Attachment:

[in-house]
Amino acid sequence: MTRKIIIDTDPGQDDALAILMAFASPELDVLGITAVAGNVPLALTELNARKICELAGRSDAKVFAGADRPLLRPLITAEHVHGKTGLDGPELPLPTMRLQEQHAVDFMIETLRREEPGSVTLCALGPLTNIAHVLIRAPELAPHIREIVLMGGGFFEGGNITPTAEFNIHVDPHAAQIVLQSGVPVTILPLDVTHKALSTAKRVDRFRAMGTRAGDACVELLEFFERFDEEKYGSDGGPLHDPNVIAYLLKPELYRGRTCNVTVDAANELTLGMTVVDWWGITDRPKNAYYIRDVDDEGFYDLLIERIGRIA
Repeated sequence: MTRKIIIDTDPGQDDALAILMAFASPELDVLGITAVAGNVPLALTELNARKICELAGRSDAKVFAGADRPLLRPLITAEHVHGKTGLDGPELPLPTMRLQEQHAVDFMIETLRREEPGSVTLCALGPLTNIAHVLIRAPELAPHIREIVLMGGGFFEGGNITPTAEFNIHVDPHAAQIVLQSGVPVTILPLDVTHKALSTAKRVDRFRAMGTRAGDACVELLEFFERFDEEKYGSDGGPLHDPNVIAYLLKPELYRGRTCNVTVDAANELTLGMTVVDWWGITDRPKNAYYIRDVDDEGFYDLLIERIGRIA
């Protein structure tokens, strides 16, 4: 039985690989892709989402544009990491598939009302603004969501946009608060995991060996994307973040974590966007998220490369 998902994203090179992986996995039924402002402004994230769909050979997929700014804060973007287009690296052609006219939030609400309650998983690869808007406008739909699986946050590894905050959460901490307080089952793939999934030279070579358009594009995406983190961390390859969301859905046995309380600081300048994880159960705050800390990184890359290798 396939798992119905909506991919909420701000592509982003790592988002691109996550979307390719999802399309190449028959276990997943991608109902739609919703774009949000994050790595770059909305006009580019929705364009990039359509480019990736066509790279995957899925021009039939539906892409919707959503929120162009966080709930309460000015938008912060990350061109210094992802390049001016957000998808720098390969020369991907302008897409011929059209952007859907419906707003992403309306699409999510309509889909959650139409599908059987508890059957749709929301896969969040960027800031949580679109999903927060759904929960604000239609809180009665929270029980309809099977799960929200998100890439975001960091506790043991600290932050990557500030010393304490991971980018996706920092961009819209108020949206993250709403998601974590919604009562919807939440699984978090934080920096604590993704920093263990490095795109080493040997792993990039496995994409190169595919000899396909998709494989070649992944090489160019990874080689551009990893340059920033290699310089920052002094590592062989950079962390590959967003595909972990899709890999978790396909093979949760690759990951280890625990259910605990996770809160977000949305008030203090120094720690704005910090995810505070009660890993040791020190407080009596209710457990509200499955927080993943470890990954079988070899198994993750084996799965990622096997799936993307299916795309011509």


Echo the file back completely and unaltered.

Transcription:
[in-house]
Amino acid sequence: MTRKIIIDTDPGQDDALAILMAFASPELDVLGITAVAGNVPLALTELNARKICELAGRSDAKVFAGADRPLLRPLITAEHVHGKTGLDGPELPLPTMRLQEQHAVDFMIETLRREEPGSVTLCALGPLTNIAHVLIRAPELAPHIREIVLMGGGFFEGGNITPTAEFNIHVDPHAAQIVLQSGVPVTILPLDVTHKALSTAKRVDRFRAMGTRAGDACVELLEFFERFDEEKYGSDGGPLHDPNVIAYLLKPELYRGRTCNVTVDAANELTLGMTVVDWWGITDRPKNAYYIRDVDDEGFYDLLIERIGRIA
Repeated sequence: MTRKIIIDTDPGQDDALAILMAFASPELDVLGITAVAGNVPLALTELNARKICELAGRSDAKVFAGADRPLLRPLITAEHVHGKTGLDGPELPLPTMRLQEQHAVDFMIETLRREEPGSVTLCALGPLTNIAHVLIRAPELAPHIREIVLMGGGFFEGGNITPTAEFNIHVDPHAAQIVLQSGVPVTILPLDVTHKALSTAKRVDRFRAMGTRAGDACVELLEFFERFDEEKYGSDGGPLHDPNVIAYLLKPELYRGRTCNVTVDAANELTLGMTVVDWWGITDRPKNAYYIRDVDDEGFYDLLIERIGRIA
């Protein structure tokens, strides 16, 4: 039985690989892709989402544009990491598939009302603004969501946009608060995991060996994307973040974590966007998220490369 998902994203090179992986996995039924402002402004994230769909050979997929700014804060973007287009690296052609006219939030609400309650998983690869808007406008739909699986946050590894905050959460901490307080089952793939999934030279070579358009594009995406983190961390390859969301859905046995309380600081300048994880159960705050800390990184890359290798 396939798992119905909506991919909420701000592509982003790592988002691109996550979307390719999802399309190449028959276990997943991608109902739609919703774009949000994050790595770059909305006009580019929705364009990039359509480019990736066509790279995957899925021009039939539906892409919707959503929120162009966080709930309460000015938008912060990350061109210094992802390049001016957000998808720098390969020369991907302008897409011929059209952007859907419906707003992403309306699409999510309509889909959650139409599908059987508890059957749709929301896969969040960027800031949580679109999903927060759904929960604000239609809180009665929270029980309809099977799960929200998100890439975001960091506790043991600290932050990557500030010393304490991971980018996706920092961009819209108020949206993250709403998601974590919604009562919807939440699984978090934080920096604590993704920093263990490095795109080493040997792993990039496995994409190169595919000899396909998709494989070649992944090489160019990874080689551009990893340059920033290699310089920052002094590592062989950079962390590959967003595909972990899709890999978790396909093979949760690759990951280890625990259910605990996770809160977000949305008030203090120094720690704005910090995810505070009660890993040791020190407080009596209710457990509200499955927080993943470890990954079988070899198994993750084996799965990622096997799936993307299916795309011509």